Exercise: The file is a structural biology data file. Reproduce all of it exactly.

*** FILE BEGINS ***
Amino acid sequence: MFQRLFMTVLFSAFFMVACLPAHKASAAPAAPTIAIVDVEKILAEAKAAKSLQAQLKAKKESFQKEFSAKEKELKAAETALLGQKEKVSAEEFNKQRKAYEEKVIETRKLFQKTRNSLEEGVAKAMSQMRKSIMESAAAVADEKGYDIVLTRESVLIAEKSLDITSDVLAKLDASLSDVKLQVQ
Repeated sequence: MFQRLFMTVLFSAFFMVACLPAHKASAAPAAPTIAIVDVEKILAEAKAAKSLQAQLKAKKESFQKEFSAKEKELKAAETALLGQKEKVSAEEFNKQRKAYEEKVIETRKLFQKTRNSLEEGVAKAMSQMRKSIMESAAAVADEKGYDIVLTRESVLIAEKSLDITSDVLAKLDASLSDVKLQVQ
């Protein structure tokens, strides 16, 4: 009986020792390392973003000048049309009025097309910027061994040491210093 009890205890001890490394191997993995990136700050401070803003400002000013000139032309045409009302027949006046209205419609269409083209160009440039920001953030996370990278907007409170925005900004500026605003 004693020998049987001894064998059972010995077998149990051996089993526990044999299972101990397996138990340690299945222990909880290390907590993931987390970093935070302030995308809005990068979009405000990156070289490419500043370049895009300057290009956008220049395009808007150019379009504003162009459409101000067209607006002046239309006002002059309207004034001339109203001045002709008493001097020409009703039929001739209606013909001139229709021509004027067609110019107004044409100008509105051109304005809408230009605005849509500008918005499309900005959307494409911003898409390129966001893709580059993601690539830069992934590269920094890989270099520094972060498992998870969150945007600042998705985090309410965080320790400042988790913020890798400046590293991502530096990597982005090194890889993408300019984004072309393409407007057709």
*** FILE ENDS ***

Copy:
Amino acid sequence: MFQRLFMTVLFSAFFMVACLPAHKASAAPAAPTIAIVDVEKILAEAKAAKSLQAQLKAKKESFQKEFSAKEKELKAAETALLGQKEKVSAEEFNKQRKAYEEKVIETRKLFQKTRNSLEEGVAKAMSQMRKSIMESAAAVADEKGYDIVLTRESVLIAEKSLDITSDVLAKLDASLSDVKLQVQ
Repeated sequence: MFQRLFMTVLFSAFFMVACLPAHKASAAPAAPTIAIVDVEKILAEAKAAKSLQAQLKAKKESFQKEFSAKEKELKAAETALLGQKEKVSAEEFNKQRKAYEEKVIETRKLFQKTRNSLEEGVAKAMSQMRKSIMESAAAVADEKGYDIVLTRESVLIAEKSLDITSDVLAKLDASLSDVKLQVQ
């Protein structure tokens, strides 16, 4: 009986020792390392973003000048049309009025097309910027061994040491210093 009890205890001890490394191997993995990136700050401070803003400002000013000139032309045409009302027949006046209205419609269409083209160009440039920001953030996370990278907007409170925005900004500026605003 004693020998049987001894064998059972010995077998149990051996089993526990044999299972101990397996138990340690299945222990909880290390907590993931987390970093935070302030995308809005990068979009405000990156070289490419500043370049895009300057290009956008220049395009808007150019379009504003162009459409101000067209607006002046239309006002002059309207004034001339109203001045002709008493001097020409009703039929001739209606013909001139229709021509004027067609110019107004044409100008509105051109304005809408230009605005849509500008918005499309900005959307494409911003898409390129966001893709580059993601690539830069992934590269920094890989270099520094972060498992998870969150945007600042998705985090309410965080320790400042988790913020890798400046590293991502530096990597982005090194890889993408300019984004072309393409407007057709």